That day, day of wrath, calamity and misery, day of great and exceeding bitterness,
When thou shalt come to judge the world by fire.

Rest eternal grant unto them, O Lord: and let light perpetual shine upon them.

The work ends with the cast standing as they began, assembled in a row downstage, staring at the audience in silence. Are they us? Are we them? The Exterminating Angel asks opera-goers to consider what we want, and expect – from entertainment, art, faith – and where and how they all meet. Let the light shine, suggests Bieito, but always remember the darkness. That’s where the ugly truth lies.

opera, Ades, performance, Paris, The Exterminating Angel, cast

The cast of The Exterminating Angel, Opéra national de Paris, 2024. Photo: Agathe Poupeney

Top photo: Agathe Poupeney
tree, winter, sky, branches, moody, field

February: Links, Gratitude, Daring Fairytale Stagings

There’s plenty going on in both the orchestral and opera worlds right now. Everyone is busy – including yours truly – and feeling somewhat worn-down, but it seems important, amidst the chaos and concomitant tiredness, to keep interested, inspired, and reminded of the existence of good things and people, and to make the effort to recognize accordingly. It matters more than ever.

Thank you Ozawa!

The Japanese conductor, whose passing was announced this past Friday, was truly a powerhouse of passion for music, in all its expressions. My formal obituary for The Globe and Mail is here (paywall).

Ozawa truly changed the centre of classical gravity and the way it was perceived more broadly, by the public and aspiring musicians. “It’s hard to be a pioneer, but he did it with grace,” noted cellist Yo-Yo Ma in a moving video clip released by the Boston Symphony Orchestra (BSO). Ozawa was the organization’s very long-serving Music Director (1973-2002) and was known as much for his dynamic performances as for his love of the Red Sox. He was also committed to music education, particularly in his later years. Well before his time in Boston, Ozawa was Music Director of the Toronto Symphony orchestra, and led the orchestra in the opening of City Hall in 1965. My music-mad mother recalled seeing Ozawa and the TSO at their then-regular digs (Massey Hall) many times and I clearly remember how she praised the maestro’s attention to detail and expressive physicality; she also noted the famous mop of hair, like so many.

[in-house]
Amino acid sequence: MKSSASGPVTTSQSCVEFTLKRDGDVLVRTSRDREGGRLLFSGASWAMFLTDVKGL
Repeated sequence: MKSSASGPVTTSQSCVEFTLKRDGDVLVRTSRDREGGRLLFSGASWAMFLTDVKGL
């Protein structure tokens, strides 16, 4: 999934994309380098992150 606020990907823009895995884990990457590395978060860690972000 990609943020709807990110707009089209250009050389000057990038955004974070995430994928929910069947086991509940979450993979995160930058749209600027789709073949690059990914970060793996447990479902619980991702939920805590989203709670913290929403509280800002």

Hair aside, Ozawa had a sizeable live performance track record and an immense  discography, although he wasn’t quite so well-known for his opera as for orchestral renderings, coming late (as he admitted) to the opera world. Still, everyone has favourites, and some of my own Ozawa treasures include opera, among them Messiaen’s Saint Françoise d’Assise, which Ozawa premiered at Opéra national de Paris in 1983 (at the composer’s personal request); Krenek’s Jonny spielt auf, presented at Wiener Staatsoper in 2002 (when Ozawa was their Music Director); and Stravinsky’s opera-oratorio Oedipus, from the Saito Kinen Festival in 1992, the same year Ozawa co-created the festival and related orchestra. The poetic production featured Philip Langridge and Jessye Norman in a Japanese-influenced staging by Julie Taymor.

Speaking of Oedipus…

Update 18 February: The planned production of Jocasta’s Line (information below) has changed. Director/choreographer Wayne McGregor and actor Ben Whishaw have had to withdraw from the project. Now called Oedipus Rex/Antigone, the work will be directed by Mart van Berckel and Nanine Linning, respectively. Moussa’s Antigone is a co-commission with the annual Québécois Festival de Lanaudière.

Original: Actor Ben Whishaw is set to appear as the Speaker in an intriguing new presentation of the work to be presented next month at Dutch National Opera. Called Jocasta’s Line, Stravinsky is here being paired with 2023’s Antigone by Canadian composer Samy Moussa. With direction and choreography by Wayne McGregor, the work features tenor Sean Panikkar as Oedipus and mezzo soprano Dame Sarah Connolly as his doomed mother, as well as dancers from the Dutch National Ballet. Fascinerend!